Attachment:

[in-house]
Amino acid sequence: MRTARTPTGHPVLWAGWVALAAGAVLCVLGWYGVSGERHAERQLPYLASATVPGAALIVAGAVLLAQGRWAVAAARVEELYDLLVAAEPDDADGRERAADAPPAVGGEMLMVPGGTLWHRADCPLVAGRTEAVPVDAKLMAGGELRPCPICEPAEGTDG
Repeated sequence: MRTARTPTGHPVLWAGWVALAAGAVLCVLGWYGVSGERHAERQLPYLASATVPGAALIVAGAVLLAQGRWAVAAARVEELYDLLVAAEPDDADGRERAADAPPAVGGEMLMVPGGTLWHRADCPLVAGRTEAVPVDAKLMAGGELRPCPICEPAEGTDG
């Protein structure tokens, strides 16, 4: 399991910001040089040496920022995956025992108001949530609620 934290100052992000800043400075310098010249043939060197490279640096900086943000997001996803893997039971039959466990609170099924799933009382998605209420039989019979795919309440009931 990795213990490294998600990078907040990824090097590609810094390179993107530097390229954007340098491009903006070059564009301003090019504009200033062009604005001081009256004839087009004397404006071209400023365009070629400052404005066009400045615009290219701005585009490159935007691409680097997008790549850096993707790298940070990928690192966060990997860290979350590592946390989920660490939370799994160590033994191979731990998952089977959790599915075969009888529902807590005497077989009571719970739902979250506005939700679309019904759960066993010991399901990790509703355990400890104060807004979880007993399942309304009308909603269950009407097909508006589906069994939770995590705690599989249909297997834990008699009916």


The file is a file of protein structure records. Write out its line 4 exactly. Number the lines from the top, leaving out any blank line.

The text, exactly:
């Protein structure tokens, strides 16, 4: 399991910001040089040496920022995956025992108001949530609620 934290100052992000800043400075310098010249043939060197490279640096900086943000997001996803893997039971039959466990609170099924799933009382998605209420039989019979795919309440009931 990795213990490294998600990078907040990824090097590609810094390179993107530097390229954007340098491009903006070059564009301003090019504009200033062009604005001081009256004839087009004397404006071209400023365009070629400052404005066009400045615009290219701005585009490159935007691409680097997008790549850096993707790298940070990928690192966060990997860290979350590592946390989920660490939370799994160590033994191979731990998952089977959790599915075969009888529902807590005497077989009571719970739902979250506005939700679309019904759960066993010991399901990790509703355990400890104060807004979880007993399942309304009308909603269950009407097909508006589906069994939770995590705690599989249909297997834990008699009916």